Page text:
It’s all well and good to spend time in the company of such a character but when we never learn what makes him tick it feels that the time could have been spent better. Nevertheless, Sacchi remains a fascinating character, and he’s played with real relish by Tomas Milian.
Milian – an actor who never really found real fame, despite headlining a number of spaghetti westerns in the ‘60s and ‘70s, before at the end of his career appearing in “respectable” productions such as Traffic (2000), Amistad (1997) and JFK (1991) – gives what many have called his career best performance, and although I’m not familiar with much of his other work I can see why. Sacchi is a remarkably horrible character, yet whenever he’s on screen one cannot take one’s eyes off him. It’s a powerhouse performance, and Milian deserved to find more fame. He died only this year in March, aged 84.
His adversary, detective Grandi, was played by Henry Silva, who gave an unusually intense performance. Silva, usually better known for playing villains was perhaps best known for his chilling role as one of the brainwashers in The Manchurian Candidate (1962), although he was briefly considered a member of the rat pack and appeared in a number of their films, most notably Oceans 11 (1960) and was one of only two original cast-members to cameo in Soderbergh’s 2001 Ocean Eleven (alongside Angie Dickinson), his last film before he retired. One can see his determination to break out of his mould and play his steely cop for all its worth, and the reason that the under-written part is in any way memorable is entirely to Silva’s intense performance.
Given that the film spends much of its time following this psychopath, it’s a very hard film to like, but given its pace, direction (Umberto Lenzi, usually better known for his 1981’s Cannibal Ferox) and careful use of budget (this film looks expensive throughout, far more than just a low-budget cash-in on American films) it’s a very easy film to admire. It’s stylish, holds the attention and also features a strong Ennio Morricone score.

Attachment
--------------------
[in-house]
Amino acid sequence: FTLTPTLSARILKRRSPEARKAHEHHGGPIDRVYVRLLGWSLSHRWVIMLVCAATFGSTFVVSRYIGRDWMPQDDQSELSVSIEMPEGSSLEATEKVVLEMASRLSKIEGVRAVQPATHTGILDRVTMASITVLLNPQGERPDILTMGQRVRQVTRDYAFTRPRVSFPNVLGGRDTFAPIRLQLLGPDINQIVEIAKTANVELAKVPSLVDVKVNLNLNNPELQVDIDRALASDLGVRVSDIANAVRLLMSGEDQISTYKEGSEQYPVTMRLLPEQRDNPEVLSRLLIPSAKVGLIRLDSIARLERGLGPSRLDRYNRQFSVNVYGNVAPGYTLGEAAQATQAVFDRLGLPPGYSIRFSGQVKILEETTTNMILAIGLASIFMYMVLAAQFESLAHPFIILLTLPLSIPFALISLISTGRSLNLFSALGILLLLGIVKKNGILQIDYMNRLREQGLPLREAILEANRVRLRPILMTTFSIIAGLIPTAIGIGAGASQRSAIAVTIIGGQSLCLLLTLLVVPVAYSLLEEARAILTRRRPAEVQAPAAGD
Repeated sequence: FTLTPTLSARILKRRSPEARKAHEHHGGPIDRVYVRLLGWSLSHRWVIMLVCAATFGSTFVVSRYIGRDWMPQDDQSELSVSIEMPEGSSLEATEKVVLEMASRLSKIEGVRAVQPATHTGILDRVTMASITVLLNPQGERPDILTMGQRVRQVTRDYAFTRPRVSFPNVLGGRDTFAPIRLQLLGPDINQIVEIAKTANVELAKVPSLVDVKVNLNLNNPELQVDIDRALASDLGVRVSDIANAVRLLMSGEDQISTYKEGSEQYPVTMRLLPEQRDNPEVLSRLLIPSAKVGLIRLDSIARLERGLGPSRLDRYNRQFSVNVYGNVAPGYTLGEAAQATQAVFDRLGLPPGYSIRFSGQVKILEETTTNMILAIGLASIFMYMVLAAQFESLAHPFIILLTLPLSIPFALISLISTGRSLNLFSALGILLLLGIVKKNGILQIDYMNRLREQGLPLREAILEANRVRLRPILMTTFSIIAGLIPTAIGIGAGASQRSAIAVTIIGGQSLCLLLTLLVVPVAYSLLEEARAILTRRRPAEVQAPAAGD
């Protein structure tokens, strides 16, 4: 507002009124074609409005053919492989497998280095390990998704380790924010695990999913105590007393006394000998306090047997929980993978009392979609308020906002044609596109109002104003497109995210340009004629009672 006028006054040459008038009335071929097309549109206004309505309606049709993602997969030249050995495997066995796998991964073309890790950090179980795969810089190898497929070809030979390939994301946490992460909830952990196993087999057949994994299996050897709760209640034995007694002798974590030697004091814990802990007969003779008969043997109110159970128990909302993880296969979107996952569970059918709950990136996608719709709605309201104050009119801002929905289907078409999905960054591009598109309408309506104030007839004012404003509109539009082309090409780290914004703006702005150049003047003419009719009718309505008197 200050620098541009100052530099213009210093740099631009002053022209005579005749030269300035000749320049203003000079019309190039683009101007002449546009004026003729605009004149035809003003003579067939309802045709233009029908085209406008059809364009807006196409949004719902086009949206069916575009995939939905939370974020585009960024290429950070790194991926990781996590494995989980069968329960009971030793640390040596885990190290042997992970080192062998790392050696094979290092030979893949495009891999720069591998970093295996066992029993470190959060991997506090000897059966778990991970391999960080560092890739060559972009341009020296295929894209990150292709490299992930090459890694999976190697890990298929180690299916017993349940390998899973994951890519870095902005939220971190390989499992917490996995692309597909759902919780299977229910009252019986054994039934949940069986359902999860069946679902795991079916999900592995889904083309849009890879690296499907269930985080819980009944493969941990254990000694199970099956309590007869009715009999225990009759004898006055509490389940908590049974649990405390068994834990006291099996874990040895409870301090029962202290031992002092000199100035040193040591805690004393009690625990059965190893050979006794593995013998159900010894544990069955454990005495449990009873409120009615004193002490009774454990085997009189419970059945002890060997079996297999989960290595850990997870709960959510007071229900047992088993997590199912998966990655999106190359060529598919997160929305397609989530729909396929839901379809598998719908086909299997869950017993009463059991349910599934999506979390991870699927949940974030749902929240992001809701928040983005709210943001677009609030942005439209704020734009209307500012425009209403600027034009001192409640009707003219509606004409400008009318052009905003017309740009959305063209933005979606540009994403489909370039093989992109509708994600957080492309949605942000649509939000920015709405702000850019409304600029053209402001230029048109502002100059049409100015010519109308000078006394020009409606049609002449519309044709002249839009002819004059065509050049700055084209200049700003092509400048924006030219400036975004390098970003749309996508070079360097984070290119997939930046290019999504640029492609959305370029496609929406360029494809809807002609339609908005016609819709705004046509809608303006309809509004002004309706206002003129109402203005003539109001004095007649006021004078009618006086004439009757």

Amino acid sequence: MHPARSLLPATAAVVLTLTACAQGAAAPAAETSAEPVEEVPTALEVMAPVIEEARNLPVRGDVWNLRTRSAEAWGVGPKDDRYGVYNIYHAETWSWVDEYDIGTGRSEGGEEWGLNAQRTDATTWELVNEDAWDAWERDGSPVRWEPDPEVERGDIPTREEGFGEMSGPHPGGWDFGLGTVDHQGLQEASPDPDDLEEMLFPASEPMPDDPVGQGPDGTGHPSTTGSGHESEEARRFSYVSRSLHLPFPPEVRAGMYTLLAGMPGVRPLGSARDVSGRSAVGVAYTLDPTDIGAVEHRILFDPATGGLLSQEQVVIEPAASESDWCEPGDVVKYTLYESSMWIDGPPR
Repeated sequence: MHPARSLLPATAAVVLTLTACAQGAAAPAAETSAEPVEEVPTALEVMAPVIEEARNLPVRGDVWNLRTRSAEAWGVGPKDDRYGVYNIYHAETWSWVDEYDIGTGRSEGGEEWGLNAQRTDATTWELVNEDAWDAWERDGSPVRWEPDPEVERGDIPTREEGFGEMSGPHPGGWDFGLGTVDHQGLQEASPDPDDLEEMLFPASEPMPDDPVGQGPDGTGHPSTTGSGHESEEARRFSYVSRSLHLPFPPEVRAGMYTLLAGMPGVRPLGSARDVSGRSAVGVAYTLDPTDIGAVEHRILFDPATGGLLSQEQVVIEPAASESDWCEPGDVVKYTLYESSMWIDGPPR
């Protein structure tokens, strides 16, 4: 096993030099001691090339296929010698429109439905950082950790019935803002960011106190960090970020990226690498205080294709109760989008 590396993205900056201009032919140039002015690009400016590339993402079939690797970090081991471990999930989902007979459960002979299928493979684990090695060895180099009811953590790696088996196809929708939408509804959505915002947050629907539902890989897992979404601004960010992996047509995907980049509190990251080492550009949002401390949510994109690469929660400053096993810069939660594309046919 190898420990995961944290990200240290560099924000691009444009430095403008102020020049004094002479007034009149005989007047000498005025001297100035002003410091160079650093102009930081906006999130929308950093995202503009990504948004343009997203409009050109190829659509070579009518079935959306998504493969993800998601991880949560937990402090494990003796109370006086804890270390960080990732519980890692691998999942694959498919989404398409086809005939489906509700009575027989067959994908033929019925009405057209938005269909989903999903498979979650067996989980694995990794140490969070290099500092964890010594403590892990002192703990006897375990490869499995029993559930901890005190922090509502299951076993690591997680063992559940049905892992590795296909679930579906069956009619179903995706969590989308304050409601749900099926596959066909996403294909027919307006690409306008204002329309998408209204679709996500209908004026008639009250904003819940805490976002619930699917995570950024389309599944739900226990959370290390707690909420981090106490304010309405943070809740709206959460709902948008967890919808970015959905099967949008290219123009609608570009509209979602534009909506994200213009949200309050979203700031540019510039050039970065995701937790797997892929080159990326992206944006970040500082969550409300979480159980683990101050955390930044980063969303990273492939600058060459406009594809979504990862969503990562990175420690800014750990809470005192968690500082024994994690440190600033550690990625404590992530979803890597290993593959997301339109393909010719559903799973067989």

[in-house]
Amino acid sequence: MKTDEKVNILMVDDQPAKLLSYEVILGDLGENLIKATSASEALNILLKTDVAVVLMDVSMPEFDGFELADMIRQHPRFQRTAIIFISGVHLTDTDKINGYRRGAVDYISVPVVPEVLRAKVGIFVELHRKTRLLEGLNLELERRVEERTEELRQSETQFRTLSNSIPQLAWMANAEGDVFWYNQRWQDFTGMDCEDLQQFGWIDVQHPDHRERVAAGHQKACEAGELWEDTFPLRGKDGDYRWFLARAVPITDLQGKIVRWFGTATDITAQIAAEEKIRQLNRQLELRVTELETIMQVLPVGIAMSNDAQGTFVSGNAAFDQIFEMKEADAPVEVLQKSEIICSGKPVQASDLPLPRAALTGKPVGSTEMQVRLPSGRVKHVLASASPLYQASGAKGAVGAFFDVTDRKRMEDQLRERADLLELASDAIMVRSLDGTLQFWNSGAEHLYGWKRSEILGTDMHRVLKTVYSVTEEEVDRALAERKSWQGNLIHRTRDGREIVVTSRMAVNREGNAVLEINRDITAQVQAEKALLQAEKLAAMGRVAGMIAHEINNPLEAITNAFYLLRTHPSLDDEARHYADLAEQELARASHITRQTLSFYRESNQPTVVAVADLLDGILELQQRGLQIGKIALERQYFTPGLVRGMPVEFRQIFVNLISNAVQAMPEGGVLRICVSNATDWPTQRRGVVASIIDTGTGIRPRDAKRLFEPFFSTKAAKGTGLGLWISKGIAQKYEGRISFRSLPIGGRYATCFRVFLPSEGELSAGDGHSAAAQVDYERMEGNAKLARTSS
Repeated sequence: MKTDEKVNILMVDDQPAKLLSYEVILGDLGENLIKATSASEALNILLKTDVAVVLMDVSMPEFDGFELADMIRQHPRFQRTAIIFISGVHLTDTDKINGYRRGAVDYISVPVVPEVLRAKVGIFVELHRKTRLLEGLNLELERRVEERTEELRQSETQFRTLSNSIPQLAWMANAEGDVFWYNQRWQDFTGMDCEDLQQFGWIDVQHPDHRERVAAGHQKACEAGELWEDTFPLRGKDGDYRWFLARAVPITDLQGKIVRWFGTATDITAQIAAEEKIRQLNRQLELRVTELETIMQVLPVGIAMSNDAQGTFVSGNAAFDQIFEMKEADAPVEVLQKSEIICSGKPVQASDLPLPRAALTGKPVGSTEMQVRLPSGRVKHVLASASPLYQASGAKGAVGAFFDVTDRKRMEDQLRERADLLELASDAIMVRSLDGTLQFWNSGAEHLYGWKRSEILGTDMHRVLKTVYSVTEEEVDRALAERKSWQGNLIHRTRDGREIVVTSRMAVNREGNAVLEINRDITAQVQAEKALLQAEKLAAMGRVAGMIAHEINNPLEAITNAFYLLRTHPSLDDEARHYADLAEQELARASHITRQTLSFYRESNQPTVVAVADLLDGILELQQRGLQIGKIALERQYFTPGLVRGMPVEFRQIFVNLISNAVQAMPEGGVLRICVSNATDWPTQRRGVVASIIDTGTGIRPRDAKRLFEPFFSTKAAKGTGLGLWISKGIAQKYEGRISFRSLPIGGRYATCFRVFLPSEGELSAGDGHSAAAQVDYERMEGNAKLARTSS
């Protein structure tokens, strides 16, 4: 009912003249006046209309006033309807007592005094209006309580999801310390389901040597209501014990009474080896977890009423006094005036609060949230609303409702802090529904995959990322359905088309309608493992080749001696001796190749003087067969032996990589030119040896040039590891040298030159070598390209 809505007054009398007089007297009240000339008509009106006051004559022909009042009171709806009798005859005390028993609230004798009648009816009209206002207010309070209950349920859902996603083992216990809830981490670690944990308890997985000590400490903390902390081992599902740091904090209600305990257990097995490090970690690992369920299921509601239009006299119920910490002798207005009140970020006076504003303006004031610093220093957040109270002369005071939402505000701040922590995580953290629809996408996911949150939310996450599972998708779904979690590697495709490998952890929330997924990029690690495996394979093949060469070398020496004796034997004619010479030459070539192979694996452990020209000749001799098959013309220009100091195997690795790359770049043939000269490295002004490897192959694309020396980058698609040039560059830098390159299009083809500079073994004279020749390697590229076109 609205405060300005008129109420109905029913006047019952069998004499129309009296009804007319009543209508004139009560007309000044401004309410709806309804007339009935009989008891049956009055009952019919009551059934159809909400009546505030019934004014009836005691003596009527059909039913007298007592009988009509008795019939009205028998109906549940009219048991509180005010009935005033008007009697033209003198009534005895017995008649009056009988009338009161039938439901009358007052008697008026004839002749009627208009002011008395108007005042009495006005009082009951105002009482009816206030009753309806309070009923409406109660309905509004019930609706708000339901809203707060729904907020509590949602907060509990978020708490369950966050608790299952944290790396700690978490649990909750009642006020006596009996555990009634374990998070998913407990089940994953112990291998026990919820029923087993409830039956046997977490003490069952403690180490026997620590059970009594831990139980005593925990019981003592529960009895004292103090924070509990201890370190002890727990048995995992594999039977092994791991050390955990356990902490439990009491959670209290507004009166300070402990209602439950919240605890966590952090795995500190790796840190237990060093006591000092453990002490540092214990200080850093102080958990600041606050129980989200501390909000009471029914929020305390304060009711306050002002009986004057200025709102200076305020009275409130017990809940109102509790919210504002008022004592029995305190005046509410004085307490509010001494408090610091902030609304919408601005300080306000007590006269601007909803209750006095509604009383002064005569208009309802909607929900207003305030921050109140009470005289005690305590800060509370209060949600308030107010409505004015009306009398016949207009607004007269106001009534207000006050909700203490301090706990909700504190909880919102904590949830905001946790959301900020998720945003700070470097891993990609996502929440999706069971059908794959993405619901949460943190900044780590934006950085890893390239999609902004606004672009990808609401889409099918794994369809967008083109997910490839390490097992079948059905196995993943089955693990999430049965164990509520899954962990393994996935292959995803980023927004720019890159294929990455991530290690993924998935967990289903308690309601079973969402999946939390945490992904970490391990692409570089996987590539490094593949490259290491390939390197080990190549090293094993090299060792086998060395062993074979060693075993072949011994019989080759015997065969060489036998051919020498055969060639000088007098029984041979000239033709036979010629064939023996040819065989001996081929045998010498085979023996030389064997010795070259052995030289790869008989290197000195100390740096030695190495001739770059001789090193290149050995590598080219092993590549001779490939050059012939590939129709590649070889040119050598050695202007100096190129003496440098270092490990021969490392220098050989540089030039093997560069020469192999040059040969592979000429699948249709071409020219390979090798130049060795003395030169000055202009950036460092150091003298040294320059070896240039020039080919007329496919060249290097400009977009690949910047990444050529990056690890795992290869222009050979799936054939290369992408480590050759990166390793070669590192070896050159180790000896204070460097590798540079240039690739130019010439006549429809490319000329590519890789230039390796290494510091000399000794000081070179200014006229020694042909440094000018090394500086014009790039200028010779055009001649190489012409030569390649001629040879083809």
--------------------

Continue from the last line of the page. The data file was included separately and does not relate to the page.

If you’re a fan of German krimi films, or indeed crime films in general, this is a must see, particularly seeing as thanks to Shameless Films this rarity is no longer hard to see.
An impressive HD restoration offers a sharp picture that has just the right amount of grain present (no overuse of DNR) and the night scenes in particular stand out as rich and well lit. (Those blacks look impressively black).
There’s a brand new interview with director Umberto Lenzi, an interview with Tomas Milian, period interviews with cast and crew, and some bonus trailers.
There’s also the option of watching the film in its original Italian with English subtitled, or watched with an English dub, a worldwide first.
The film may not be to everyone’s taste (perhaps not even to mine), but it’s one I don’t regret watching, and I found more in it to appreciate and enjoy than I expected.
• Limited edition numbered collector’s edition
• Italian and English Audio
• Optional English subtitles
• Restored, uncut and unhinged – 101 mins
• Collector’s reversible sleeve – final artwork to be announced soon!
• A brand new Shameless interview with director Umberto Lenzi
• Tomas Milian Interview Milian Unleashed
• Period interview with Umberto Lenzi, star Ray Lovelock and writer Ernesto Gastaldi
❉ ‘Almost Human’ was released on Blu-Ray (VFD53999) by Shameless Screen Entertainment on 24 April 2017. Order now!